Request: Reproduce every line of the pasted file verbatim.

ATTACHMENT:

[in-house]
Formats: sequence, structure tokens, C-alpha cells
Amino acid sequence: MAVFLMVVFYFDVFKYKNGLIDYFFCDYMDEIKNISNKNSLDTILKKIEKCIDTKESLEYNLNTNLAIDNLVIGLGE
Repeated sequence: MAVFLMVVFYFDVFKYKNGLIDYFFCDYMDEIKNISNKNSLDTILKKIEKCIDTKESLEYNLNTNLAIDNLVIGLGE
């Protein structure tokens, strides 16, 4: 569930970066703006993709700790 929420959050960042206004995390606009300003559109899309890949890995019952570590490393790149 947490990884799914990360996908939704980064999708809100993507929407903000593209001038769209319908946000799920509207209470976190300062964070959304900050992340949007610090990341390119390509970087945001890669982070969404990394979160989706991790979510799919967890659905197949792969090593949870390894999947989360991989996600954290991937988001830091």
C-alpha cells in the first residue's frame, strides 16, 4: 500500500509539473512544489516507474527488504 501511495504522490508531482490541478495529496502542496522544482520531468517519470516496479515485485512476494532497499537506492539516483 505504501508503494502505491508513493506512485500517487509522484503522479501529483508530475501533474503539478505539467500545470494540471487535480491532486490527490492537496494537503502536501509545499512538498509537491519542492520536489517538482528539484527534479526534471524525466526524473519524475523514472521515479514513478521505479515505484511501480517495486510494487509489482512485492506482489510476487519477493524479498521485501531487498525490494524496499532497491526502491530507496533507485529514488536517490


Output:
[in-house]
Formats: sequence, structure tokens, C-alpha cells
Amino acid sequence: MAVFLMVVFYFDVFKYKNGLIDYFFCDYMDEIKNISNKNSLDTILKKIEKCIDTKESLEYNLNTNLAIDNLVIGLGE
Repeated sequence: MAVFLMVVFYFDVFKYKNGLIDYFFCDYMDEIKNISNKNSLDTILKKIEKCIDTKESLEYNLNTNLAIDNLVIGLGE
């Protein structure tokens, strides 16, 4: 569930970066703006993709700790 929420959050960042206004995390606009300003559109899309890949890995019952570590490393790149 947490990884799914990360996908939704980064999708809100993507929407903000593209001038769209319908946000799920509207209470976190300062964070959304900050992340949007610090990341390119390509970087945001890669982070969404990394979160989706991790979510799919967890659905197949792969090593949870390894999947989360991989996600954290991937988001830091």
C-alpha cells in the first residue's frame, strides 16, 4: 500500500509539473512544489516507474527488504 501511495504522490508531482490541478495529496502542496522544482520531468517519470516496479515485485512476494532497499537506492539516483 505504501508503494502505491508513493506512485500517487509522484503522479501529483508530475501533474503539478505539467500545470494540471487535480491532486490527490492537496494537503502536501509545499512538498509537491519542492520536489517538482528539484527534479526534471524525466526524473519524475523514472521515479514513478521505479515505484511501480517495486510494487509489482512485492506482489510476487519477493524479498521485501531487498525490494524496499532497491526502491530507496533507485529514488536517490